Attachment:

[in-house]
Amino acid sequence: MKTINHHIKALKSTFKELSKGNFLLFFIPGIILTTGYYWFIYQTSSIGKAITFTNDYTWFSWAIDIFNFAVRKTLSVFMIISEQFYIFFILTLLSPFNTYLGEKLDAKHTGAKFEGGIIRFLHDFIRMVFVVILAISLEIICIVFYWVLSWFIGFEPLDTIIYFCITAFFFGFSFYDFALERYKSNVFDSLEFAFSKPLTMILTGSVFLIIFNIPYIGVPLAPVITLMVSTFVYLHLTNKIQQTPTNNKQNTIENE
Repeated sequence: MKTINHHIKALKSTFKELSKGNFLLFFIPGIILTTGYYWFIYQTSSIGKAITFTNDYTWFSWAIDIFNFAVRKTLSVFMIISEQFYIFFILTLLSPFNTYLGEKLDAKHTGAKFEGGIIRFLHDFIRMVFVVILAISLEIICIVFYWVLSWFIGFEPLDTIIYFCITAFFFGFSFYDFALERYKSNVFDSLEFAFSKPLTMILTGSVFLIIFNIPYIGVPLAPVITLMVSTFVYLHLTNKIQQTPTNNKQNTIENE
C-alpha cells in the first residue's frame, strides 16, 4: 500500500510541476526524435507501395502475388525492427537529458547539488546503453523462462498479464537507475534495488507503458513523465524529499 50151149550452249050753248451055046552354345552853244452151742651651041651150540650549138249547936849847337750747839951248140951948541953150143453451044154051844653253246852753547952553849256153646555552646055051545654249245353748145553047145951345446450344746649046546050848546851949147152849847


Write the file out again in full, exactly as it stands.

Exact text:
[in-house]
Amino acid sequence: MKTINHHIKALKSTFKELSKGNFLLFFIPGIILTTGYYWFIYQTSSIGKAITFTNDYTWFSWAIDIFNFAVRKTLSVFMIISEQFYIFFILTLLSPFNTYLGEKLDAKHTGAKFEGGIIRFLHDFIRMVFVVILAISLEIICIVFYWVLSWFIGFEPLDTIIYFCITAFFFGFSFYDFALERYKSNVFDSLEFAFSKPLTMILTGSVFLIIFNIPYIGVPLAPVITLMVSTFVYLHLTNKIQQTPTNNKQNTIENE
Repeated sequence: MKTINHHIKALKSTFKELSKGNFLLFFIPGIILTTGYYWFIYQTSSIGKAITFTNDYTWFSWAIDIFNFAVRKTLSVFMIISEQFYIFFILTLLSPFNTYLGEKLDAKHTGAKFEGGIIRFLHDFIRMVFVVILAISLEIICIVFYWVLSWFIGFEPLDTIIYFCITAFFFGFSFYDFALERYKSNVFDSLEFAFSKPLTMILTGSVFLIIFNIPYIGVPLAPVITLMVSTFVYLHLTNKIQQTPTNNKQNTIENE
C-alpha cells in the first residue's frame, strides 16, 4: 500500500510541476526524435507501395502475388525492427537529458547539488546503453523462462498479464537507475534495488507503458513523465524529499 50151149550452249050753248451055046552354345552853244452151742651651041651150540650549138249547936849847337750747839951248140951948541953150143453451044154051844653253246852753547952553849256153646555552646055051545654249245353748145553047145951345446450344746649046546050848546851949147152849847